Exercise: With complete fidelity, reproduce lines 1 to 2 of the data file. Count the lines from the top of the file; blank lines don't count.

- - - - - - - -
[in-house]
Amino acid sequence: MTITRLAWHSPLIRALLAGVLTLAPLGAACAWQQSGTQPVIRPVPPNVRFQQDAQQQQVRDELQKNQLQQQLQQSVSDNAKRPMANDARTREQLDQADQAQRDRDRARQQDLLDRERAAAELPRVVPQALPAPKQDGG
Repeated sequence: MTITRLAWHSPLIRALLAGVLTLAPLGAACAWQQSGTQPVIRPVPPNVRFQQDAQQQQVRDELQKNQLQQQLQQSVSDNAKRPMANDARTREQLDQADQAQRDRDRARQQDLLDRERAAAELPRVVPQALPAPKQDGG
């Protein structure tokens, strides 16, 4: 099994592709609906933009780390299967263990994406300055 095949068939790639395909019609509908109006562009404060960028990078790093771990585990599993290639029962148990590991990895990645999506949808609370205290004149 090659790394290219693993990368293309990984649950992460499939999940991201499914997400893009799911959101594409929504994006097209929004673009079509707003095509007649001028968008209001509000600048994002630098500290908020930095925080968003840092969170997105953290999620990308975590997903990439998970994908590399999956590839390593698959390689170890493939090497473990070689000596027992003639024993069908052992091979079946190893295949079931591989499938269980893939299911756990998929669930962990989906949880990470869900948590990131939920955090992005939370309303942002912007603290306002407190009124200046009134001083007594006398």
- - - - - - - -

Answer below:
[in-house]
Amino acid sequence: MTITRLAWHSPLIRALLAGVLTLAPLGAACAWQQSGTQPVIRPVPPNVRFQQDAQQQQVRDELQKNQLQQQLQQSVSDNAKRPMANDARTREQLDQADQAQRDRDRARQQDLLDRERAAAELPRVVPQALPAPKQDGG